Tuesday, January 15, 2013

The next fiscal battle (Part IV)

Here we go with what I hope will be the last installment on the budget war coming up next month:

If nothing else, I’ve been trying at least to convince you that cutting the federal budget is nowhere near as simple a task as slicing a few hundred billion dollars off defense or transfer payment spending — or at least, not if you want to do it right — and that doing it in the middle of a weak, uncertain recovery has insidious potential for pushing us into another, more severe recession.  But yes, we have to start paying on the national debt; it’s poor stewardship to allow debts to go unpaid when you have the funds to start paying them off.  If you don’t have the funds, then you strip off non-essentials until you do.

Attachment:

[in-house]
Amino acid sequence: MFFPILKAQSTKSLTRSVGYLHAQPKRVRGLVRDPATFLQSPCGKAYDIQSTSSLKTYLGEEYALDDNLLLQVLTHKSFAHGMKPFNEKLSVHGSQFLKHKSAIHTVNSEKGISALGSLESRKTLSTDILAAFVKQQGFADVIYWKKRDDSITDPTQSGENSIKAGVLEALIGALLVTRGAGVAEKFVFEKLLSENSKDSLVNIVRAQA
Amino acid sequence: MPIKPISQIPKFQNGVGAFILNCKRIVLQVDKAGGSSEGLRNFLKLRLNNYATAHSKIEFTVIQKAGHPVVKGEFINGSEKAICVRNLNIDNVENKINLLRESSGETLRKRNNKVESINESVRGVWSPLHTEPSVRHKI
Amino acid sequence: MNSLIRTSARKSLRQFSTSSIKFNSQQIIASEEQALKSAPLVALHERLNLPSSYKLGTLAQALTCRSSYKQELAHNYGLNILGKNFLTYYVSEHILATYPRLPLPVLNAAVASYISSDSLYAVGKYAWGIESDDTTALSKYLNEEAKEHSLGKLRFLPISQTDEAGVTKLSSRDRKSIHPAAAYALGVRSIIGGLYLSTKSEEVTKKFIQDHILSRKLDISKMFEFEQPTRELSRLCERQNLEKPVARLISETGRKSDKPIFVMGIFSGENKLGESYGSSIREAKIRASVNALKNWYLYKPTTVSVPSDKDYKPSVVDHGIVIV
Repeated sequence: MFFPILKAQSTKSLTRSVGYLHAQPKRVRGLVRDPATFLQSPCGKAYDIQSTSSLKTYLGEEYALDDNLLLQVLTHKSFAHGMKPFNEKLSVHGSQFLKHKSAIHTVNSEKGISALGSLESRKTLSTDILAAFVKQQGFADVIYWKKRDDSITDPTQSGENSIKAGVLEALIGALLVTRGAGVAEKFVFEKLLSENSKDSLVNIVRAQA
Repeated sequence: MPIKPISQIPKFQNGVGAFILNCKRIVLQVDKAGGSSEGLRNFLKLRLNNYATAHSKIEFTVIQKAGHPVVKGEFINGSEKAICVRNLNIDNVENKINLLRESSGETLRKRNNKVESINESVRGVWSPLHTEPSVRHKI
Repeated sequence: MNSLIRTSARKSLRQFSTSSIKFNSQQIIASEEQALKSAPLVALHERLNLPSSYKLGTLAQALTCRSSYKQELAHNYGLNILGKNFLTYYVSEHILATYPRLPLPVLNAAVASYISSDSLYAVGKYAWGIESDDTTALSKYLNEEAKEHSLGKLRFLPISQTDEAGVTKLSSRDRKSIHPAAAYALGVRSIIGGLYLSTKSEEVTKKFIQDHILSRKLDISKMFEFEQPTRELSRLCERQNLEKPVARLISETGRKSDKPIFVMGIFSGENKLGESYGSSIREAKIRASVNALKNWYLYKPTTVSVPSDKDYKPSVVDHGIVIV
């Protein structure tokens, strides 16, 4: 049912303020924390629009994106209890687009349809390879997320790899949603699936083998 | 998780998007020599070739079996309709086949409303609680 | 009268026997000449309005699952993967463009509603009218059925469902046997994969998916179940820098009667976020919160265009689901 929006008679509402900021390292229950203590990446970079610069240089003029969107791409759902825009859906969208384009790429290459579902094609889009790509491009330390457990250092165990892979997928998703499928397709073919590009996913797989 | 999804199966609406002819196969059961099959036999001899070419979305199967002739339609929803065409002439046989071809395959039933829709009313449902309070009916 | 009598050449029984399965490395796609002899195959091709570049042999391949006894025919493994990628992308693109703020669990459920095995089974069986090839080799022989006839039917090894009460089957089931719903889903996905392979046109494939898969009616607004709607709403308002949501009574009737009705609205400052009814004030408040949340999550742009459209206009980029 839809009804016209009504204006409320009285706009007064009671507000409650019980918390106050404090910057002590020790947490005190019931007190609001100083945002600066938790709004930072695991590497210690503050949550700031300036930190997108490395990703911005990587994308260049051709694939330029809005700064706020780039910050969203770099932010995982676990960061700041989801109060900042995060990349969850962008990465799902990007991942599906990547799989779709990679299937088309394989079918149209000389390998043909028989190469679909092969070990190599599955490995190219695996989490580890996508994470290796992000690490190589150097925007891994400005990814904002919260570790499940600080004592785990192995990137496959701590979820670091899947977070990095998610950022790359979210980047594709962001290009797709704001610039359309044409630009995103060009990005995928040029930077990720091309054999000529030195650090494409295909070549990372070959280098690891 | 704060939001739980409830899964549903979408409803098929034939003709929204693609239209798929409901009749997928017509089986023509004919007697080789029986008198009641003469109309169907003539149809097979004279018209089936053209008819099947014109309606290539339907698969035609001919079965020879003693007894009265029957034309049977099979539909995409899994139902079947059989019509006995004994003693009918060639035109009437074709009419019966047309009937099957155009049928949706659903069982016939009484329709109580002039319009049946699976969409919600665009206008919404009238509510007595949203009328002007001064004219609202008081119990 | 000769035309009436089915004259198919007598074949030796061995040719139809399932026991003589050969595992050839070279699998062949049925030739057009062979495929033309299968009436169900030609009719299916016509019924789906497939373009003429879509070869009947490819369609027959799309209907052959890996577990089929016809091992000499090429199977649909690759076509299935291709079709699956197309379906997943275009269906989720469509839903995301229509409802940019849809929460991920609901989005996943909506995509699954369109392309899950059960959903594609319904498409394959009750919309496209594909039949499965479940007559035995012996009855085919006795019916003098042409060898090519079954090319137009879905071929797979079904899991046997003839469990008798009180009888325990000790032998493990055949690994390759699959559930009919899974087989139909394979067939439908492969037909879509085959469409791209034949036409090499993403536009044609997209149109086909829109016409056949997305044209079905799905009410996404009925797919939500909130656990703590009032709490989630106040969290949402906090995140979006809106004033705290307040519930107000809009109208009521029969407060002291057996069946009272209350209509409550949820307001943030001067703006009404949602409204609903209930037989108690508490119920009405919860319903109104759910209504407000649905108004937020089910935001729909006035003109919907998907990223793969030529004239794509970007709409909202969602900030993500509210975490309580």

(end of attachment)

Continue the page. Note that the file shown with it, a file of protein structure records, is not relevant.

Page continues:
There’s the rub: What spending is essential, and what spending isn’t? 

Because the transfer of wealth from the top to the bottom isn’t intrinsically or necessarily a government function, it doesn’t follow that for the government to do so is wrong, or that it can’t be done on a limited, even ad hoc basis.  That’s not consequentialism; that’s simply asserting that the Austrian school is wrong: capitalism doesn’t need an absolute right of property to thrive.  The common defense, on the other hand, is not only a necessary and intrinsic function of government but one of the reasons we junked the Continental Congress in favor of our Constitutional government: the Continental Congress simply couldn’t collect any taxes the states didn’t want to pay, so they couldn’t pay either the Army or the Navy.